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Dartmouth discusses its ACO woes


Dartmouth-Hitchcock Medical Center.

Healthcare leaders at the Geisel School of Medicine at Dartmouth College and the affiliated Dartmouth-Hitchcock Medical Center have been busily explaining to the national news media their decision to scrap their Accountable Care Organization — a  model mostly invented at Dartmouth.

A New York Times story said that Dartmouth’s ACO cut Medicare costs on hospital stays, tests, imaging and other procedures. But although it met its goal for quality of care, the Feds still penalized Dartmouth’s ACO  for not reaching cost-savings benchmarks, which prompted it to exit the program last fall.

Robert A. Greene, M.D., an executive vice president in the Dartmouth-Hitchcock Health System, told  The New York Times that  that the cost-cutting, in combination with federal penalties, was not sustainable for the system. Elliot S. Fisher, M.D., director of Dartmouth Institute for Health Policy and Clinical Practice and one of the designers of the ACO model, noted the disappointment of himself and his colleagues.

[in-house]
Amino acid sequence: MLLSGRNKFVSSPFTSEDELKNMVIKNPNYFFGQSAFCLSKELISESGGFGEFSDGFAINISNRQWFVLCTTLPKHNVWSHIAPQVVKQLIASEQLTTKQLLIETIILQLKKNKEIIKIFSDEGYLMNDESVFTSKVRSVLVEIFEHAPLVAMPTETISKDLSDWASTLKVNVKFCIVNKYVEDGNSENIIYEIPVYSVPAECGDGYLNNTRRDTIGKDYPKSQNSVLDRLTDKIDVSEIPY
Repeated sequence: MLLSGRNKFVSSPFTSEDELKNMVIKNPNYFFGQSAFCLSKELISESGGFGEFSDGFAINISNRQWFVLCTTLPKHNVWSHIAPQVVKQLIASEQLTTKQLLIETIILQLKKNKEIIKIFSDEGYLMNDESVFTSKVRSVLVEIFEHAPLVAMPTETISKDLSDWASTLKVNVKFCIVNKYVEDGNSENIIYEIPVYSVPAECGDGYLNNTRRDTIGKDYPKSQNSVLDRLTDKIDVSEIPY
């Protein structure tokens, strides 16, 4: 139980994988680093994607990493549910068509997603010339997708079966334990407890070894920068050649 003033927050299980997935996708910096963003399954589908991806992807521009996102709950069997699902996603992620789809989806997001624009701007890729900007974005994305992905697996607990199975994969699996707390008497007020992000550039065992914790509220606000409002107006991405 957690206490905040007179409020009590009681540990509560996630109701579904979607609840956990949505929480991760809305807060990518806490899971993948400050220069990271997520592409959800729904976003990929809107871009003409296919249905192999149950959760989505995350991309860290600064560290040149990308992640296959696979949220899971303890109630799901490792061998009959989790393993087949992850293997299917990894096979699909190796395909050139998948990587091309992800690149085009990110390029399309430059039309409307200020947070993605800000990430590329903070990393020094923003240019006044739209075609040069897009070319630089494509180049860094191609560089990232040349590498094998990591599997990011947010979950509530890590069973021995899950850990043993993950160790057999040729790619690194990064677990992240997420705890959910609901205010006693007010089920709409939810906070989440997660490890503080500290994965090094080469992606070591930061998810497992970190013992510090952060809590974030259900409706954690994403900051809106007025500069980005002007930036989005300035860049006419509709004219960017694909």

“It’s hard to achieve savings if, like Dartmouth, you are a low-cost provider to begin with,” Dr. Fisher told The Times.

A Health Affairs blog post said that  the Centers for Medicare & Medicaid Services  data suggest that while more ACOs are finding success,  financial performance and health outcomes can vary widely across America. In late August, CMS reported that that fewer than a third of ACOs qualified for Medicare bonuses.

To read a FierceHealthcare report on ACO issues, please hit this link.

To read a Health Affairs post on ACO performance, please hit this link.

To read The New York Times’s story on this, please hit this link.

Dartmouth study: Overuse seems under-targeted


A Dartmouth study of healthcare utilization found “that more than 90 percent of 521 outpatient measures targeted underuse. A mere 7 percent of measures targeted overuse ─ that is, measured how often excessive care was being provided. In addition, nearly half of collections contained no overuse measures at all.”

Brenda Sirovich, M.D., of the Dartmouth Institute for Health Policy and Clinical Practice, and some colleagues looked at clinical-performance measures in the hopes of determining their potential large-scale impact on clinical care.

“It’s seemed to a lot of folks that these measures predominantly target underuse of care,”  Dr. Sirovich said.  “If it’s true that incentives tend to consistently reward providers for doing more, there’s a good chance it contributes ─ unintentionally ─ to the problem of overuse of healthcare services.”

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